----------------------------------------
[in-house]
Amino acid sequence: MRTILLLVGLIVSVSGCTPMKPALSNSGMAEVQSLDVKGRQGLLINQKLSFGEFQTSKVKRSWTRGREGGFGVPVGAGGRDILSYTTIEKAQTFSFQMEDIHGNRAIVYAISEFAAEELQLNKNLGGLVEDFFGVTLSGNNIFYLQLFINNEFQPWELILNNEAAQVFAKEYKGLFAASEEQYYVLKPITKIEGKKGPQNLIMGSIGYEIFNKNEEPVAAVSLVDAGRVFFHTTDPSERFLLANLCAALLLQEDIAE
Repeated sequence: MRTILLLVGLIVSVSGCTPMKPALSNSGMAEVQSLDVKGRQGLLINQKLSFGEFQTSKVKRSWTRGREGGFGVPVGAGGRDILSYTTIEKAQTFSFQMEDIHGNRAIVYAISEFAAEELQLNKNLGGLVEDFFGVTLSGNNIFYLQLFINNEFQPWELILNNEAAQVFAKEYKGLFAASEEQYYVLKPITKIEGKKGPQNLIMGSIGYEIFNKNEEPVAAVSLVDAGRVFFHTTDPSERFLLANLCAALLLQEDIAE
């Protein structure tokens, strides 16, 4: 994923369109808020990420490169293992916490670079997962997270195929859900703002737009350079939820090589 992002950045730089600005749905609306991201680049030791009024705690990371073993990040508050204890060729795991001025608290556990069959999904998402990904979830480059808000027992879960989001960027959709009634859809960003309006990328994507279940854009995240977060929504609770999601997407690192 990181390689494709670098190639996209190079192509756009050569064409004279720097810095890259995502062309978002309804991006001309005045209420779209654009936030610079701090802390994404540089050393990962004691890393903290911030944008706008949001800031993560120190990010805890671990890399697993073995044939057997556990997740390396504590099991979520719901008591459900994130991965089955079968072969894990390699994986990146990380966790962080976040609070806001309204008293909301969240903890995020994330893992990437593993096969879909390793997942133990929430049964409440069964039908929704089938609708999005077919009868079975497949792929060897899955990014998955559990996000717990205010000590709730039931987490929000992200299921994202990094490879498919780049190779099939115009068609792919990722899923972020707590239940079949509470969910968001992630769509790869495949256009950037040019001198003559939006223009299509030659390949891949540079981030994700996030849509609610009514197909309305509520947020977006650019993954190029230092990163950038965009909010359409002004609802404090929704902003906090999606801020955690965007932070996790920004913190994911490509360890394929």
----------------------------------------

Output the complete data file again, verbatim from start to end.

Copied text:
[in-house]
Amino acid sequence: MRTILLLVGLIVSVSGCTPMKPALSNSGMAEVQSLDVKGRQGLLINQKLSFGEFQTSKVKRSWTRGREGGFGVPVGAGGRDILSYTTIEKAQTFSFQMEDIHGNRAIVYAISEFAAEELQLNKNLGGLVEDFFGVTLSGNNIFYLQLFINNEFQPWELILNNEAAQVFAKEYKGLFAASEEQYYVLKPITKIEGKKGPQNLIMGSIGYEIFNKNEEPVAAVSLVDAGRVFFHTTDPSERFLLANLCAALLLQEDIAE
Repeated sequence: MRTILLLVGLIVSVSGCTPMKPALSNSGMAEVQSLDVKGRQGLLINQKLSFGEFQTSKVKRSWTRGREGGFGVPVGAGGRDILSYTTIEKAQTFSFQMEDIHGNRAIVYAISEFAAEELQLNKNLGGLVEDFFGVTLSGNNIFYLQLFINNEFQPWELILNNEAAQVFAKEYKGLFAASEEQYYVLKPITKIEGKKGPQNLIMGSIGYEIFNKNEEPVAAVSLVDAGRVFFHTTDPSERFLLANLCAALLLQEDIAE
């Protein structure tokens, strides 16, 4: 994923369109808020990420490169293992916490670079997962997270195929859900703002737009350079939820090589 992002950045730089600005749905609306991201680049030791009024705690990371073993990040508050204890060729795991001025608290556990069959999904998402990904979830480059808000027992879960989001960027959709009634859809960003309006990328994507279940854009995240977060929504609770999601997407690192 990181390689494709670098190639996209190079192509756009050569064409004279720097810095890259995502062309978002309804991006001309005045209420779209654009936030610079701090802390994404540089050393990962004691890393903290911030944008706008949001800031993560120190990010805890671990890399697993073995044939057997556990997740390396504590099991979520719901008591459900994130991965089955079968072969894990390699994986990146990380966790962080976040609070806001309204008293909301969240903890995020994330893992990437593993096969879909390793997942133990929430049964409440069964039908929704089938609708999005077919009868079975497949792929060897899955990014998955559990996000717990205010000590709730039931987490929000992200299921994202990094490879498919780049190779099939115009068609792919990722899923972020707590239940079949509470969910968001992630769509790869495949256009950037040019001198003559939006223009299509030659390949891949540079981030994700996030849509609610009514197909309305509520947020977006650019993954190029230092990163950038965009909010359409002004609802404090929704902003906090999606801020955690965007932070996790920004913190994911490509360890394929």